Saturday, October 17, 2020

A Story of Two Lawyers

Guest blogger: law student, University of San Francisco:

This is a story of immigration -- though not to America, but to Iran. This is a story of a twenty-four-year old boy from Afghanistan. For this article, I will call him Sam.

I met Sam in 2018 when I went to visit my family in Iran. Aside from his height, his wrinkled face and tired eyes suggested that he was at least a worn thirty-five year old man with a family. Sam worked for my aunt as a butler. Always in good spirits, Sam joked with the family just like one of us. On one of my last nights in Iran, I sat with my cousin and Sam as Sam told us about his life.

He was the youngest of seven children. His father worked in Tehran, Iran as a butler to a wealthy family along with a few of his older brothers while he, his sisters, and mother lived in the outskirts of Kabul, Afghanistan. While he told us his stories and memories, Sam sighed, leaned against the wall, slid his back down to the ground, and crossed his arms. When Sam was seven years old, he remembered hiding in caves in the mountains outside his town while bombs exploded nearby. There was little to eat in the cave, and it was hard to see at times. Sam and his family spent days hiding in the mountains.

Even still, Sam persisted in his education. Originally hoping to become a doctor, Sam’s university entrance exam landed him admission to the University of Kabul to study law. Sam studied very hard in university. When Sam graduated from the University of Kabul with a law degree, there was a problem: what could he do with a law degree in Afghanistan? Three weeks after his graduation in Kabul, Sam's choices were few and the most logical was to move to Tehran like his father and become a butler. “If I go back to Afghanistan now, what can I do? The Taliban will not let me be a lawyer. They will come after me. I’ll be screwed.”  When I revisited Iran in 2019, I told Sam about my plans to study law at the University of San Francisco School of Law. At the breakfast table while looking me directly in the eye and raising a finger to the sky, Sam said to me, his optimistic voice shielding a hint of melancholy, “Remember to study very hard in law school, Yalda. Because it is ghānün.” The word Sam used in Farsi, “ghānün,” means “law,” which is also the same word as “pillar” or “canon” in English.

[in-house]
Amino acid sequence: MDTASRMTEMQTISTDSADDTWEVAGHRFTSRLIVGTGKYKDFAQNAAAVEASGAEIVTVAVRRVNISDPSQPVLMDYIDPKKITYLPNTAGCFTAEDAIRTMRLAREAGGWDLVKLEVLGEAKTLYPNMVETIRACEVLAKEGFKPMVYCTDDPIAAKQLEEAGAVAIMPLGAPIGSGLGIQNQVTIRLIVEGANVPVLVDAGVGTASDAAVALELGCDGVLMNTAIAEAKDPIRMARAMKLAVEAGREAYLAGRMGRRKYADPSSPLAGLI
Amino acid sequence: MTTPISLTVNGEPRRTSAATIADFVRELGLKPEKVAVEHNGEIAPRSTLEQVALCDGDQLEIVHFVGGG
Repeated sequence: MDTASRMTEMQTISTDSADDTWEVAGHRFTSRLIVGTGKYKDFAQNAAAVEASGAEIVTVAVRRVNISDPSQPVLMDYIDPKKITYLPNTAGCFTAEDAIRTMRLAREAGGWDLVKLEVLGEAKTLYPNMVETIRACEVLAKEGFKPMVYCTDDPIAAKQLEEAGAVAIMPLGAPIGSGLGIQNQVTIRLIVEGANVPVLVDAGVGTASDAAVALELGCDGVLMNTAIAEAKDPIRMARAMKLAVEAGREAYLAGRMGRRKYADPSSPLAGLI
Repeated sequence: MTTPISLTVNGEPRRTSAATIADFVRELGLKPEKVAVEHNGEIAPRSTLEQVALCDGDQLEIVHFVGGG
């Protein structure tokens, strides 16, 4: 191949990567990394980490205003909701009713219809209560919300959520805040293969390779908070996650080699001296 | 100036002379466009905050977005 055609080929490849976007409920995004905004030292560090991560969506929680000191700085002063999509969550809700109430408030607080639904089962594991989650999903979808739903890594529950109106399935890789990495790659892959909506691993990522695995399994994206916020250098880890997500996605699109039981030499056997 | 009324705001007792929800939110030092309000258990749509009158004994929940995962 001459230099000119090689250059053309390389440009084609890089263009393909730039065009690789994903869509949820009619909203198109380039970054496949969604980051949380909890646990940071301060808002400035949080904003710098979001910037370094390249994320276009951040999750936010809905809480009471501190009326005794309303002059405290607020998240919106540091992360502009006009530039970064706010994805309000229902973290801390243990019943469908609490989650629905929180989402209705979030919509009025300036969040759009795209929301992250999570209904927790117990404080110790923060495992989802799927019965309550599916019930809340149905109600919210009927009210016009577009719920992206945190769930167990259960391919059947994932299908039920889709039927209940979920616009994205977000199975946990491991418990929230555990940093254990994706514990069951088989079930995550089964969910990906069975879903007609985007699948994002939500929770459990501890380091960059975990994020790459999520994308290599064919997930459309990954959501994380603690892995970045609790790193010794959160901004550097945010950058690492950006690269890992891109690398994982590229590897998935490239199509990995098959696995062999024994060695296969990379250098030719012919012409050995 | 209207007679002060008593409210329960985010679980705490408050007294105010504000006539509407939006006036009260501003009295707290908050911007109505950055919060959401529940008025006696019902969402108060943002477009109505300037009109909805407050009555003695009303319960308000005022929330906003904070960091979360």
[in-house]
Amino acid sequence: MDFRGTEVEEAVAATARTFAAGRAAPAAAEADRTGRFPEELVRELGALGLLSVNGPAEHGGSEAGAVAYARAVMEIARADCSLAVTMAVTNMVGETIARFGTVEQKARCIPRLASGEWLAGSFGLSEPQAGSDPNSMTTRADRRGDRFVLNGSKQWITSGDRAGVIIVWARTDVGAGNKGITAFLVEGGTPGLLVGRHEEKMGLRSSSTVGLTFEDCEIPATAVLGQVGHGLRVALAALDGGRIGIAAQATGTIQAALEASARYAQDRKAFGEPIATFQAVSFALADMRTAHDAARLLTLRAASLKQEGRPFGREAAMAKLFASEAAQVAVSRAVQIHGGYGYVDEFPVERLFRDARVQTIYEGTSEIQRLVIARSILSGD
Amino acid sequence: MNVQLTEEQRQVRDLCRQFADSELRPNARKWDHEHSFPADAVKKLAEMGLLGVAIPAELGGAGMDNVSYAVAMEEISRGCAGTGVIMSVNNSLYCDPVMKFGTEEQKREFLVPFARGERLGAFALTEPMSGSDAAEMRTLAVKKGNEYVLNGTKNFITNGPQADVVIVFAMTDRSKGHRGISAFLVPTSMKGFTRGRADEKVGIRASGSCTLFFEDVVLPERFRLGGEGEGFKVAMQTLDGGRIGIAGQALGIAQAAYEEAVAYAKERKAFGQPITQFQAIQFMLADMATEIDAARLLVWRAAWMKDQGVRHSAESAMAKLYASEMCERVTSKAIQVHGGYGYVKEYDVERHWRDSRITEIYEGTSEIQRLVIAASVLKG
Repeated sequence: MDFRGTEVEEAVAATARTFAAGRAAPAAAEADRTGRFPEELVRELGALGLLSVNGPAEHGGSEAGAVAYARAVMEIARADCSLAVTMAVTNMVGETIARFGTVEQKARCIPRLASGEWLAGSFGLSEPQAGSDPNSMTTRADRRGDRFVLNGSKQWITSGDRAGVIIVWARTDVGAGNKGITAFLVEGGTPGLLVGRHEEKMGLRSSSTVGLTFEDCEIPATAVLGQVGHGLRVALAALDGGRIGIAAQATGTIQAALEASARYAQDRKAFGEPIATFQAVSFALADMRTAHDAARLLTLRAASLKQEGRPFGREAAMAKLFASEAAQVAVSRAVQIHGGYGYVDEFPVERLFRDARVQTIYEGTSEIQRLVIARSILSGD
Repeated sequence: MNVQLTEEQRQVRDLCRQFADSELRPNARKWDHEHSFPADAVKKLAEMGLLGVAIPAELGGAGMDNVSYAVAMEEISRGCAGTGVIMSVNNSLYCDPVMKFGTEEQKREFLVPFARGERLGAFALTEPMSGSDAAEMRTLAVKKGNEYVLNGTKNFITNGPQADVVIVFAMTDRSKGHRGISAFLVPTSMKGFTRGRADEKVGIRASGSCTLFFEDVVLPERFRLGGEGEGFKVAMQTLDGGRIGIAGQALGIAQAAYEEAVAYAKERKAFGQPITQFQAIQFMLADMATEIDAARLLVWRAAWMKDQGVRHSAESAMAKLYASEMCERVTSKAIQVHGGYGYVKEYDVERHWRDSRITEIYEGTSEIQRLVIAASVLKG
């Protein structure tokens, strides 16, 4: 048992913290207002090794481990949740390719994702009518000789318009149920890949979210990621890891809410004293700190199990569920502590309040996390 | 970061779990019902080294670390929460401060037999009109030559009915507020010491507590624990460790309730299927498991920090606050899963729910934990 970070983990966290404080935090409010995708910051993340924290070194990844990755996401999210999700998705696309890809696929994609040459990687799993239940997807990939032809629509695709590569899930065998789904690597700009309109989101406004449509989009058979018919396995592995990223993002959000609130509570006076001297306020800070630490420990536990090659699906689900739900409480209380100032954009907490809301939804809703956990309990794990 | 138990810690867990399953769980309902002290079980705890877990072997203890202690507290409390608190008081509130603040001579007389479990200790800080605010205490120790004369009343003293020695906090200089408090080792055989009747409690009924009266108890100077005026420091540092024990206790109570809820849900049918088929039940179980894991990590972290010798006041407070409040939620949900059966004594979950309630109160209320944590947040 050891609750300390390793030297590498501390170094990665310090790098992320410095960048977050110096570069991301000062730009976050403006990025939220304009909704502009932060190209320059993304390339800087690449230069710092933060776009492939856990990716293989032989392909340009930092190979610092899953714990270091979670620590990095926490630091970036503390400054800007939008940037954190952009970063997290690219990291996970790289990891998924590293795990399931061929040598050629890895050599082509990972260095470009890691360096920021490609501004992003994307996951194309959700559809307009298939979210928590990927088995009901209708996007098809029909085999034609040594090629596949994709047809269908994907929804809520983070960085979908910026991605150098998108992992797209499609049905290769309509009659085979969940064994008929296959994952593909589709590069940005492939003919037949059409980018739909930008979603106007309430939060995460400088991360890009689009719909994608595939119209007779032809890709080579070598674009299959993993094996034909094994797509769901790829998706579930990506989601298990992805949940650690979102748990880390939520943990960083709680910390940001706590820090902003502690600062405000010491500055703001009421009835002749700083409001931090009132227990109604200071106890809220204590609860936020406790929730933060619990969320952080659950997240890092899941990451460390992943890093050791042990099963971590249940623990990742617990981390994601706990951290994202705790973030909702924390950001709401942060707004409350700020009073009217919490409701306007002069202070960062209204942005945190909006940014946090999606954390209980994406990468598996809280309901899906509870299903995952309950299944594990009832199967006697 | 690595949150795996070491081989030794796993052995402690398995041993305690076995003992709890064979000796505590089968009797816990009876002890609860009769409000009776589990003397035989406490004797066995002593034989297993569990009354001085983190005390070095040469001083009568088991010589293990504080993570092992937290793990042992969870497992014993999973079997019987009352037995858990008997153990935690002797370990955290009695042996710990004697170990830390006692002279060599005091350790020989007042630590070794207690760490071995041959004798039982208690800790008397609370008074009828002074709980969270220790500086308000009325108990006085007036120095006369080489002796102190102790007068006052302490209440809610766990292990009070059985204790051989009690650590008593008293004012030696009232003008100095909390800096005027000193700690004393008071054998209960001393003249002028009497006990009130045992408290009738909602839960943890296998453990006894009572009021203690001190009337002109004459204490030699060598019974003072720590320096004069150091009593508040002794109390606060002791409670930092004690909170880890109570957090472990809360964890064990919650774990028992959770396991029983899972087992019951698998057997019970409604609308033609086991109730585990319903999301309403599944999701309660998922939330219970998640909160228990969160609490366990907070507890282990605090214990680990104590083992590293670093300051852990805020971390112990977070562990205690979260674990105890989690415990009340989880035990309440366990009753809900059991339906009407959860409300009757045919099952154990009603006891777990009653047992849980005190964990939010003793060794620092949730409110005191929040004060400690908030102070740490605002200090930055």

His voice still rings in my head as clearly as the day I first heard it: “Study hard . . . because it is the ghānün.” As a law student, it is easy to forget that the law, as Sam indicated, is a tool used to propel society forward. The law is an instrument that touches everyone, everywhere. The law is the pillar aimed to hold society upright; the law is the tool that dares to challenge accepted norms; the law is the rule used to set standards of justice.

The foundations of American society are built on law’s sturdy and steady beams, yet the existence and applications of laws in different countries can be severely scrutinized at best. As a U.S. citizen, growing up in American society can feel so comfortable because the law is a guaranteed safety-net: I can sue a store manager for negligence when I slip on the floor, I can sue for damages for employment discrimination, I have the freedom of speech, and I have the right to counsel in criminal proceedings. Learning Sam’s story and sharing it convinces me that even access to the law is restricted for some people. The rights and privileges I am endowed by virtue of being born within certain politically defined boundaries seldom weighed on me prior to hearing Sam’s story. Sam’s words were another reminder to respect my parent’s sacrifice, struggle, and immigration to America: for a better life. As the daughter of immigrants, I consider it a luxury to go to school unbothered by the disruptions Sam was subject to growing up. It is a privilege to study law. It is a privilege to be a woman and continue seeking a higher education for myself. To hold myself out as relating to my parents’ struggle or Sam’s struggle would undermine their experiences -- so I deliberately choose to honor their pasts by studying hard.


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